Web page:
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03 May 2023
by Liz Walker

Four steps to getting employees back to work after burnout

Burnout is a reflection of the pressures of modern life. Employers need to understand what is causing it and how to build employee resilence

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Burnout is a business issue. Classified as an ‘occupational phenomenon’ by the World Health Organisation in 2019, burnout is a state of physical and emotional exhaustion.

Brought about by long-term stress at work, or when an employee has been working in a physically or emotionally draining role for a long time, burnout symptoms include feeling tired or drained most of the time, feeling trapped or detached, having a cynical or negative outlook and feeling overwhelmed.

And employee burnout is a global concern. In a survey of more than 1,000 US respondents by Deloitte, 77% say they have experienced burnout at their current job. And 91% say that unmanageable stress or frustration impacts the quality of their work, while 83% say burnout can affect personal relationships.

For some, burnout can also result in sickness absence, and this is where your Group Income Protection (GIP) provider can step in, to help get that person back into work — and help them stay there. As part of a GIP offering, your provider’s vocational rehabilitation consultants could provide the following services to help support an employee back to work:

1. Employee assessment

In cases where an employee is absent, rehabilitation consultants can examine their situation and explore any barriers to their return to work. Then it’s a case of discussing how to break down those barriers. This could include teaching them how to build up energy and arming them with coping mechanisms to deal with the symptoms of burnout. This includes include rest, mindfulness, meditation, breath work and sleep prioritisation.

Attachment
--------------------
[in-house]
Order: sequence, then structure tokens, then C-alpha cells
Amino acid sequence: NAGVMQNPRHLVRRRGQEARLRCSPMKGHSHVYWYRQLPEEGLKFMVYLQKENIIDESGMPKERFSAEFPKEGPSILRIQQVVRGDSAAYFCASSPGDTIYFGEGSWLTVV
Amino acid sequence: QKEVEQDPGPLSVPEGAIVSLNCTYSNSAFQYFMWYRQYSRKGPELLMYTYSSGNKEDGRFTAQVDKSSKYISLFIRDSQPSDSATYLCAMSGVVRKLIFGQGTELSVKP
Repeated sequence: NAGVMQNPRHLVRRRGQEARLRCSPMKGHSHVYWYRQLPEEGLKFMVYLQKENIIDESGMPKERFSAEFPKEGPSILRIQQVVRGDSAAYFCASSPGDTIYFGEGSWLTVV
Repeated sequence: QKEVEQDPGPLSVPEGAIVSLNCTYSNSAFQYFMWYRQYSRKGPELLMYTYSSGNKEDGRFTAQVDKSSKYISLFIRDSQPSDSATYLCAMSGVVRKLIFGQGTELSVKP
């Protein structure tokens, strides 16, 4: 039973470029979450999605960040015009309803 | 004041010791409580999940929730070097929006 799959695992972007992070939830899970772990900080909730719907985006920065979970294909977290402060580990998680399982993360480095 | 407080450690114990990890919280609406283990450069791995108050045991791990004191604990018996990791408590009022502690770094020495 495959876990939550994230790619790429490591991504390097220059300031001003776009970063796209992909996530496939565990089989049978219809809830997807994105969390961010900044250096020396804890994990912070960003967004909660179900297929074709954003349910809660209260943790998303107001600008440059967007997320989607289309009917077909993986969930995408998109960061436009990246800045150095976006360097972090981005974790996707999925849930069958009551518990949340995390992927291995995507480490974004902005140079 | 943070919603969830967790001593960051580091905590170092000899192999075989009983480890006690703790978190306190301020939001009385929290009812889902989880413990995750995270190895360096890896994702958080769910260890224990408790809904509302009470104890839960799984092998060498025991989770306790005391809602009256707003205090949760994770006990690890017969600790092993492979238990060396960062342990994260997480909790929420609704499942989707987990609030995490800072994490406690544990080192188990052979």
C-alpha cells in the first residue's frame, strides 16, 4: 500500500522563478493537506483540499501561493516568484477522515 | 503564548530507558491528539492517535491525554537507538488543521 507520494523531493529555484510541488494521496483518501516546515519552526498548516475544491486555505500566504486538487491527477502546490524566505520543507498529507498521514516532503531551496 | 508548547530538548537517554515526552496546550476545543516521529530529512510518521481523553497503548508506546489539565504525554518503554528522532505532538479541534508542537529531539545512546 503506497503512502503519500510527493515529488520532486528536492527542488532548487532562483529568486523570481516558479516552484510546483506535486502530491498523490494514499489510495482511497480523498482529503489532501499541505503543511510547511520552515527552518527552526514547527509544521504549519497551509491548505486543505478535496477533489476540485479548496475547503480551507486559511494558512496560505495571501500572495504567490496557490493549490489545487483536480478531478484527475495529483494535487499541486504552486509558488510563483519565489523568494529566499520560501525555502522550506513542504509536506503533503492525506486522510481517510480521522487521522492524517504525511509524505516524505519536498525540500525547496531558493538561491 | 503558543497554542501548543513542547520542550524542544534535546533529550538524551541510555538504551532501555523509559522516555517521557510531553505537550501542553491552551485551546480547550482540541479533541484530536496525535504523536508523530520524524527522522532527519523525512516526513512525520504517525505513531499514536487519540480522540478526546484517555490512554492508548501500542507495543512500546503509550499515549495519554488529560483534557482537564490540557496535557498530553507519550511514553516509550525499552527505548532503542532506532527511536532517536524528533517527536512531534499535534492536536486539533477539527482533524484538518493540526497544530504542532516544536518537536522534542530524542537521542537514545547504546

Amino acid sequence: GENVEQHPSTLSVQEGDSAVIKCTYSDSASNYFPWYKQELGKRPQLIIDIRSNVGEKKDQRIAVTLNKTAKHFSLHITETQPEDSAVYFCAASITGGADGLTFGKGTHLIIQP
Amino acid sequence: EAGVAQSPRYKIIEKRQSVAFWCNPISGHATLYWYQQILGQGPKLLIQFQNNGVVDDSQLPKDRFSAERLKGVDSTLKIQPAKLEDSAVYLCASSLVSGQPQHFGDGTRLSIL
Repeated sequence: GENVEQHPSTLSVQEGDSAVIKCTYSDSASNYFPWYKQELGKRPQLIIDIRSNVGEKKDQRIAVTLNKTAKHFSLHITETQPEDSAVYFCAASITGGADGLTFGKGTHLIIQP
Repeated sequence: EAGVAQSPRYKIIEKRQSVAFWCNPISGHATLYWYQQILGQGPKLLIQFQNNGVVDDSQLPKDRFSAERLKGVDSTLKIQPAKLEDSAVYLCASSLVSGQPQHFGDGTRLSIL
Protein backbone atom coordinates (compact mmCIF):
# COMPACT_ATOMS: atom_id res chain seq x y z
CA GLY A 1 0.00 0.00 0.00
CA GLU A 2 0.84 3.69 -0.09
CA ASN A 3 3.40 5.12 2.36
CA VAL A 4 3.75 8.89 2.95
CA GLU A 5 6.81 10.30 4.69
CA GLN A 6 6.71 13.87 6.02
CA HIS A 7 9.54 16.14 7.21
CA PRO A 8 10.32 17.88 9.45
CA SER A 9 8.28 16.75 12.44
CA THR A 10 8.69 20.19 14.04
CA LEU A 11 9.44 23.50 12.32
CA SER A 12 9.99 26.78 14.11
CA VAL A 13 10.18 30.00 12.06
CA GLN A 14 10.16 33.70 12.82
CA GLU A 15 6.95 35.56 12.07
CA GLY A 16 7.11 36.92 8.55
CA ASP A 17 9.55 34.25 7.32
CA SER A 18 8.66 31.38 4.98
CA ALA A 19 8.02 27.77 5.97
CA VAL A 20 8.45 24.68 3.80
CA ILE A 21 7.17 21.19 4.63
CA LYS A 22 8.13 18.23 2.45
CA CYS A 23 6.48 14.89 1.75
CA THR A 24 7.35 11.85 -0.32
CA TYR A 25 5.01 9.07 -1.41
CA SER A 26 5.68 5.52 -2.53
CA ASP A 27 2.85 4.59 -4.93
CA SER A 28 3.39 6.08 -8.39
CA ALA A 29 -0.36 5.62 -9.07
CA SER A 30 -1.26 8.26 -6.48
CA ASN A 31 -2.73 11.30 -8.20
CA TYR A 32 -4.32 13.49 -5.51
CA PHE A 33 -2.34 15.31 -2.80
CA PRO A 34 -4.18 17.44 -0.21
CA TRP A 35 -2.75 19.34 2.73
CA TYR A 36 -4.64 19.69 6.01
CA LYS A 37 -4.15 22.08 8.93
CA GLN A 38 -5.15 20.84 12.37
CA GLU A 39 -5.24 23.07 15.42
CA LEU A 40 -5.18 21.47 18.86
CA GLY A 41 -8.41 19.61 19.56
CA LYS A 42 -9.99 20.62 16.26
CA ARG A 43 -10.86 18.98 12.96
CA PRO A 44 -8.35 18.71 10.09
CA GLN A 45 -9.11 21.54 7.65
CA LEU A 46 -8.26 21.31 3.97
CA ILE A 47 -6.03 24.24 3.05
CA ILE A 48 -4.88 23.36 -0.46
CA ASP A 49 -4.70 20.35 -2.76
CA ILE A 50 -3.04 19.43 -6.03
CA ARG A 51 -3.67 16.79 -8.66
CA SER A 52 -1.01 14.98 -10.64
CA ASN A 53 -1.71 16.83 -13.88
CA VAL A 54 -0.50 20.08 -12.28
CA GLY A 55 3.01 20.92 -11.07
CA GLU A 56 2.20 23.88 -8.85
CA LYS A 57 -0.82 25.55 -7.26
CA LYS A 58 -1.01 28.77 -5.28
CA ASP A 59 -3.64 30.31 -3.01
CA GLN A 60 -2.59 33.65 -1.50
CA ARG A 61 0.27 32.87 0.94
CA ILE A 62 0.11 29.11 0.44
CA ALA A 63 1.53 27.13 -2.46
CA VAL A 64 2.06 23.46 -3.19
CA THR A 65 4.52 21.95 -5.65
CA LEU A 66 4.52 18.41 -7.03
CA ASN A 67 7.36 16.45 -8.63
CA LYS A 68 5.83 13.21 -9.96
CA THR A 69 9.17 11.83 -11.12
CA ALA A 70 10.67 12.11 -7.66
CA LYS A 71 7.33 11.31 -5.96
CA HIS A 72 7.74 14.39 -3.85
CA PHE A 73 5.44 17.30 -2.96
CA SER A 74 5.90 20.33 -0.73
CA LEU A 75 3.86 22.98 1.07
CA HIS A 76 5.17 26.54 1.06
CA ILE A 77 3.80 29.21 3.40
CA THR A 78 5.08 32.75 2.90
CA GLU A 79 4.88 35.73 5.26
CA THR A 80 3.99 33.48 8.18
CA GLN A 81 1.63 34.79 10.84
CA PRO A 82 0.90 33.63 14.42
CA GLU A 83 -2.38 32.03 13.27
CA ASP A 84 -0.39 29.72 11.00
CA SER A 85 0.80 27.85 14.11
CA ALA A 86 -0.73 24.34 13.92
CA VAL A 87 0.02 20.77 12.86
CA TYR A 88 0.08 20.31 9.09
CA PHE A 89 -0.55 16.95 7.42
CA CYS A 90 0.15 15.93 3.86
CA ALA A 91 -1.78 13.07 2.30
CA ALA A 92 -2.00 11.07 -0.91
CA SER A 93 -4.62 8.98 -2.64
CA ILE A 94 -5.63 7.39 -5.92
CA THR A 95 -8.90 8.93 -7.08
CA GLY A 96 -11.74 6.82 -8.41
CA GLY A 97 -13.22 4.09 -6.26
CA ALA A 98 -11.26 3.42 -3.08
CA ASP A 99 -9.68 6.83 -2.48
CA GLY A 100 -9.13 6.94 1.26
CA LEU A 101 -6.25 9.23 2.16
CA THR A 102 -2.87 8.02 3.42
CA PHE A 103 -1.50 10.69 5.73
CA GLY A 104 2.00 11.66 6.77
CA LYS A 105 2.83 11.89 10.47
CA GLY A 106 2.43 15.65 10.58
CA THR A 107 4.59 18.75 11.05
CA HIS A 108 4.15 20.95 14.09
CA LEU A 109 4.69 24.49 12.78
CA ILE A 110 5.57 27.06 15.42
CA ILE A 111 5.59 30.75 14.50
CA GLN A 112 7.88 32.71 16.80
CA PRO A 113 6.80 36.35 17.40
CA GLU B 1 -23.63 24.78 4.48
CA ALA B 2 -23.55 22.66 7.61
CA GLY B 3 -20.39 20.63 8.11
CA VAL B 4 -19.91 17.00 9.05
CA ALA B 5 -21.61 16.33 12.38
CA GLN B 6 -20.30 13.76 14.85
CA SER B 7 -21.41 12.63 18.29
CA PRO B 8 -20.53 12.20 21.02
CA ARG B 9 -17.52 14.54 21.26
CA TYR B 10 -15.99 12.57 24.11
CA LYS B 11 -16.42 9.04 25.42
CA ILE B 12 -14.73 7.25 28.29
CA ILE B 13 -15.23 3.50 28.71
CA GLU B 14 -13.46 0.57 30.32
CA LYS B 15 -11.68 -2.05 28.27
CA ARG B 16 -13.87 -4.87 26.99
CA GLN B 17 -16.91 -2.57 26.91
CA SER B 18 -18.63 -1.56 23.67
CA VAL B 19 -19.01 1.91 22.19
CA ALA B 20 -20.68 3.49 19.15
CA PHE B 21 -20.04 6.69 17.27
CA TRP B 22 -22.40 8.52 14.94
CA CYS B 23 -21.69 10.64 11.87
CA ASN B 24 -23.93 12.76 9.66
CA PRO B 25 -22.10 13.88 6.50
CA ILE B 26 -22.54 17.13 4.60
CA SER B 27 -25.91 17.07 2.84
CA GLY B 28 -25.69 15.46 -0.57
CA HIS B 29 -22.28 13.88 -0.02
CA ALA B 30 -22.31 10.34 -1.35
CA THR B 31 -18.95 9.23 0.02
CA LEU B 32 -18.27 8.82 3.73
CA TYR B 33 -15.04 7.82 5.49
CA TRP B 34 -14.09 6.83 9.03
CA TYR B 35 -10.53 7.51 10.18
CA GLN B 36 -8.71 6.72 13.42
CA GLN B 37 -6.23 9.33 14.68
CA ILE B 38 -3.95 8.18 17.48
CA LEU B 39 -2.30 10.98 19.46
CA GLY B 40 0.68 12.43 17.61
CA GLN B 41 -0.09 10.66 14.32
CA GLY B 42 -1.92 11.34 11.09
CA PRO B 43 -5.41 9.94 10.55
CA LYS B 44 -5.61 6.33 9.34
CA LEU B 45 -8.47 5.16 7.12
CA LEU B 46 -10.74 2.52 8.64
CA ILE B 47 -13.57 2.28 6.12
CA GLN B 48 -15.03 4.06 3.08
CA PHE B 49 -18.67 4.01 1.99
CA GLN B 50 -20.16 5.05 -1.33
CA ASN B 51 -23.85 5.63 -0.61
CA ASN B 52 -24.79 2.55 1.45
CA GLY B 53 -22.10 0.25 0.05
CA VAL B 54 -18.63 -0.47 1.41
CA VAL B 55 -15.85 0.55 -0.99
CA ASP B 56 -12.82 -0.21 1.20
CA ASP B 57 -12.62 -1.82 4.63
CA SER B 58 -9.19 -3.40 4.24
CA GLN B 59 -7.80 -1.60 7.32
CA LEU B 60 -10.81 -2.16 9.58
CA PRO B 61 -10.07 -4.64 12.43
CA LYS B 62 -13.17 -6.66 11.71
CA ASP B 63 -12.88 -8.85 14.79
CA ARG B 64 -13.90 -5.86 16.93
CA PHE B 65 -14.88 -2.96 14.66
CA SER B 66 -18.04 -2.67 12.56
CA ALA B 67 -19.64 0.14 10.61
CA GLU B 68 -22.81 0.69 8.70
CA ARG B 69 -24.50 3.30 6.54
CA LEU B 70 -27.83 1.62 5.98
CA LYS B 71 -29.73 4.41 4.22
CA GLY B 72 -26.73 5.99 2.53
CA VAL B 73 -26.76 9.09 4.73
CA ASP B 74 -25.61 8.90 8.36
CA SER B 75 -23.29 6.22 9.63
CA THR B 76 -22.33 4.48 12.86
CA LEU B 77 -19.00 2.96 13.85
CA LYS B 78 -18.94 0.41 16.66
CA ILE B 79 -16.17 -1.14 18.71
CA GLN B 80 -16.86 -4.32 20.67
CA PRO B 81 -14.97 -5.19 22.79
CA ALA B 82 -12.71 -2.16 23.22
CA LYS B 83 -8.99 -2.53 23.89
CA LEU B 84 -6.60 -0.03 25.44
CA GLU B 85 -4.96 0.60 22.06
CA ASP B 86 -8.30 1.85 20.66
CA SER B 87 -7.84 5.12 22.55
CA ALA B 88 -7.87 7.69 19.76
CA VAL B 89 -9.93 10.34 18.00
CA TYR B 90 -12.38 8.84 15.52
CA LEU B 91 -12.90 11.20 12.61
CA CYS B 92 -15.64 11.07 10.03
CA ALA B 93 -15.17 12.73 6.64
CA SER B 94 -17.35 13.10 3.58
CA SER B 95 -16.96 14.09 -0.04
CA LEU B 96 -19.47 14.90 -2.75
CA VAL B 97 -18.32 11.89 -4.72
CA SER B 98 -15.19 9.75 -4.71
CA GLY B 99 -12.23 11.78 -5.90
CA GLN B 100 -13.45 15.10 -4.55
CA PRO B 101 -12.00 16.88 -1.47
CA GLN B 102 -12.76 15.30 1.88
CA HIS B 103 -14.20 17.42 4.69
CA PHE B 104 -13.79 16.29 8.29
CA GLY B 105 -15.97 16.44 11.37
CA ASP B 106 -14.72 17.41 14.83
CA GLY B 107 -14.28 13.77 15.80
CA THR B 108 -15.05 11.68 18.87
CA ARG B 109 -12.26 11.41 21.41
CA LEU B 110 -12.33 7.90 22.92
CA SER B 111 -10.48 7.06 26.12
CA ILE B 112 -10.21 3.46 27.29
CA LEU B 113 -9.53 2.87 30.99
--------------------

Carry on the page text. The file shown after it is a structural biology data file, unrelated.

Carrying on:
2. Working with employers

As well as talking to the employee, it’s important to establish a clear dialogue with their line manager, to identify the reasons behind the employee’s absence. These discussions should focus on reviewing the employee’s job role, their workload and workplace relationships.

3. Producing a plan

It’s key not to overwhelm someone suffering from burnout. Their return to work must include a plan that focuses on small steps and marginal gains and reviewing all aspects of wellbeing as you go.

4. Identifying reasonable adjustments

A smooth transition back to work requires adjustments on both sides. Employees might need support in setting boundaries and learning to say ‘no’. Employers should be prepared to reduce the individual’s workload and help ensure they take regular breaks. Rehab consultants ensure employees are able to prioritise what’s important, at work and at home.

Prevention is better than cure

Recognising and understanding how to tackle burnout is something all companies, big or small, need to prepare for, but in an ideal world employees would never hit burnout. By the time someone is so stressed that burnout causes sickness absence, the cost to them is already too high.

That’s why it’s important to know what the causes of stress are, enabling you to act on them early. According to the Health and Safety Executive, the top causes of stress at work are:

  • Being unable to cope with the demands of your job
  • Lack of control over how to do your work
  • Lack of information and support
  • Difficulties with relationships at work, including bullying
  • Not fully understanding your role and responsibilities
  • Feeling disengaged as the business goes through change.

It’s here an offering such as Unum’s Wellbeing Check could prove invaluable. This provides a 1-2-1 coaching session with an employee struggling with their wellbeing, whether the issue is personal or work-related.

Resilience is how we withstand, bounce back and grow, whatever life throws at us and building resilience plays a big part in preventing burnout. The Robertson Cooper personality questionnaire is a useful tool to help individuals increase their resilience. It reveals which of four key components you naturally draw on for resilience — confidence, adaptability, purposefulness and the need for social support — and explains ways to build on existing areas of strength and how to manage areas of potential risk.

Burnout is a modern phenomenon that’s reflective of our high-paced, multi-faceted working lives. If employers are educated in its causes and symptoms, they can do their best to prevent stress-related sickness absence. And if the worst does come to the worst, you can work together with your GIP provider to get employees back to their jobs safely and sustainably.

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